A Week After the Fall

A Week After the Fall

On 7/15/2010, as I was climbing a snow couloir in Wyoming's Snowy Range, I suddenly lost purchase, and, before what had happened really registered, I was sliding quickly down steep snow. Self-arrest attempts didn't work, nor did attempts to seriously slow myself with my feet, and as I picked up speed, I had to wonder how long, and how damaging, the fall would be. In 0.05 miles, (that's 0.05, not 0.5) I lost about 160 vertical feet, and I braced myself for eventually crashing into a small rock island that finally stopped my fall. The crash and the fall ripped the crampons from my feet and bent some of the points, and the crampons were the culprits in one small cut and seem the likely ones for the nasty gash on my elbow seen here. The original wound was more open and much deeper than it is here, and I left a lot of blood behind in Wyoming. Probably, I should have left and headed for Laramie to get it cleaned and closed, but I used snow and Band Aids as wilderness first aid, finished the day with climbs of two rock faces and a little more snow work, and gave the wound a better cleaning once I got back to the car, to the mixed amazement and revulsion of some picnickers nearby. And then I just went on my way. I still don't know exactly why the slip occurred or why self-arrest failed and have thought about this a lot since, but my prevailing theory has to do with the fact that the snow, though not steeper than other snow I'd climbed in the Snowy Range before, was much harder (icier) than it had been in past years when I'd climbed there, making purchase harder for hands, ice axes, and crampons alike more difficult and more tenuous. The worst that happened was an ugly cut that will turn into an impressive scar, but it could easily have gone much worse than that, and I feel lucky not just to be alive but also not to be seriously injured, and I am still amazed that I walked away from it with no broken bones at the least. It also reminded me that every one of us is always vulnerable in the mountains, no matter how well-equipped we are, no matter how experienced, no matter how familiar we are with the terrain. So be careful out there.
Bob Sihler
on May 24, 2013 3:05 pm
Image Type(s): Informational
Image ID: 850634


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Marcsoltan - May 24, 2013 11:50 pm - Voted 10/10

Nasty cut!

"It also reminded me that every one of us is always vulnerable in the mountains, no matter how well-equipped we are, no matter how experienced, no matter how familiar we are with the terrain."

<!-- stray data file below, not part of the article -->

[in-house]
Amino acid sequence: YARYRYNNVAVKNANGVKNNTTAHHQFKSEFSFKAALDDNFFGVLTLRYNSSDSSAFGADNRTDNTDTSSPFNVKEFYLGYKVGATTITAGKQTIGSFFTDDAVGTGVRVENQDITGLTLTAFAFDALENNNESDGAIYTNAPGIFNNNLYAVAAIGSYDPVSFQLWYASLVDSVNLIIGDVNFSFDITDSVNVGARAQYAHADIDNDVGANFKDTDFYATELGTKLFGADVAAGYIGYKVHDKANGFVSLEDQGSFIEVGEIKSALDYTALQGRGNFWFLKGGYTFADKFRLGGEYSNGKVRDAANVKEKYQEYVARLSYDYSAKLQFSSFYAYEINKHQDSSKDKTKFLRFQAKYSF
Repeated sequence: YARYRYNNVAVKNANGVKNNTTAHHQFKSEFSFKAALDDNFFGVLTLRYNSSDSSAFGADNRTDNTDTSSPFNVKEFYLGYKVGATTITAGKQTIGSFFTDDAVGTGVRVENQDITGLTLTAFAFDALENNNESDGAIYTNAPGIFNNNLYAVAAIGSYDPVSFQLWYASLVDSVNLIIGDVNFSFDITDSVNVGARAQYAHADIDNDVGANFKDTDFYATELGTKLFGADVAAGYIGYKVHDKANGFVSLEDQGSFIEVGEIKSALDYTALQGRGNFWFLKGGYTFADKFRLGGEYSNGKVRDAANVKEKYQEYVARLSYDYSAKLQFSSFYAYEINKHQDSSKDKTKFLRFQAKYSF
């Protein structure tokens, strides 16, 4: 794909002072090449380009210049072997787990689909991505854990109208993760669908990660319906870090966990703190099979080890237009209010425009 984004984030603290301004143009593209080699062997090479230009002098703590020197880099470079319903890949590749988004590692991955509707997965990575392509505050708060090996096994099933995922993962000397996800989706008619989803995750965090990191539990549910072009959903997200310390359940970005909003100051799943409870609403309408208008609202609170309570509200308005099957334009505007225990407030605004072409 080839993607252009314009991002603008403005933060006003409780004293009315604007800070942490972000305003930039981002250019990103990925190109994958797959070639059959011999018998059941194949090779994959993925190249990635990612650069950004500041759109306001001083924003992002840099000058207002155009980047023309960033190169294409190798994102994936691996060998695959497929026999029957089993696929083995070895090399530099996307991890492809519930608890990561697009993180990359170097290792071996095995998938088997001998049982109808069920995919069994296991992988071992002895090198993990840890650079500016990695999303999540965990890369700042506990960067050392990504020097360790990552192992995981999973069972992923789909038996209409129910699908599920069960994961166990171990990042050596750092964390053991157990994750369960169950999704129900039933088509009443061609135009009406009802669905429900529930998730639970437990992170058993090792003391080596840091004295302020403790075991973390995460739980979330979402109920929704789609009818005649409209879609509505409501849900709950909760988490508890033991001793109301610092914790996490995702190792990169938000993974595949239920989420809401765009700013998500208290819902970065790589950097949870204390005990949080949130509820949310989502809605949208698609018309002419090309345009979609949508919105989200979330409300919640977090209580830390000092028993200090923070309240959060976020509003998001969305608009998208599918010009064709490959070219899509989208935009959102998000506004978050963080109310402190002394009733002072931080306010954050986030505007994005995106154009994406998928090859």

These words couldn't be truer!

Bob Sihler

Bob Sihler - May 26, 2013 10:34 am - Hasn't voted

Re: Nasty cut!

I was reminded again the other day when I found out someone I know had fallen and gotten injured at Red Rocks. Nothing too serious, though.


boyblue - May 25, 2013 2:53 pm - Voted 10/10


Good story, Bob. That second to last paragraph should be memorized by anyone who takes a step away from the trailheads.

I had a lesson myself, BITD. Coming down the southern slopes of Russell/Carillon. There's a lot of steep sand and I must have been admiring the view when I took a step that turned out to be a steep sand covered slab. Down I went on my right side losing some skin off my right arm. Luckily, the slab was only about 10 feet long, but there were some large angular boulders waiting for me at the bottom. I put out my left hand and caught the corner of one just before I hit and was able to cushion my chest with my hand as I collided hard enough to completely knock the wind out of me. After a panicky moment of being unable to breathe, I noticed that my left hand had a hard lump on the back of it. Apparently, I'd dislocated one of the small bones of my wrist. Somehow, I was able to reduce it by holding out my arm and making a fist. It popped back in, but it was very bruised and painful for the next several days.

This happened during the 2nd week of an 8 week trip through the Sierra and I thought that I was going to have to call it quits. I took a rest day at UBS Lake where I kept it immobile and soaking in ice water. By the time I reached Lone Pine for a planned resupply, it had improved dramatically so I carried on with the rest of the trip.

I've always considered myself lucky that the mountains merely gave me a spanking instead of an ass-kicking.

Bob Sihler

Bob Sihler - May 26, 2013 10:39 am - Hasn't voted

Re: Yikes!

Indeed, Gordon! That must have been a really worrisome situation at first. I've had some slips and falls on slick sandstone, which is pretty similar to what happened to you, and have been lucky to walk away with nothing worse than some scrapes and cuts and a jammed thumb. One such fall in Red Rocks last April left me with a bruised, sore knee for a few weeks, and there are still some cactus spines embedded in my legs (I fell right on top of a cactus, both legs).

I'm glad you were able to complete the trip!

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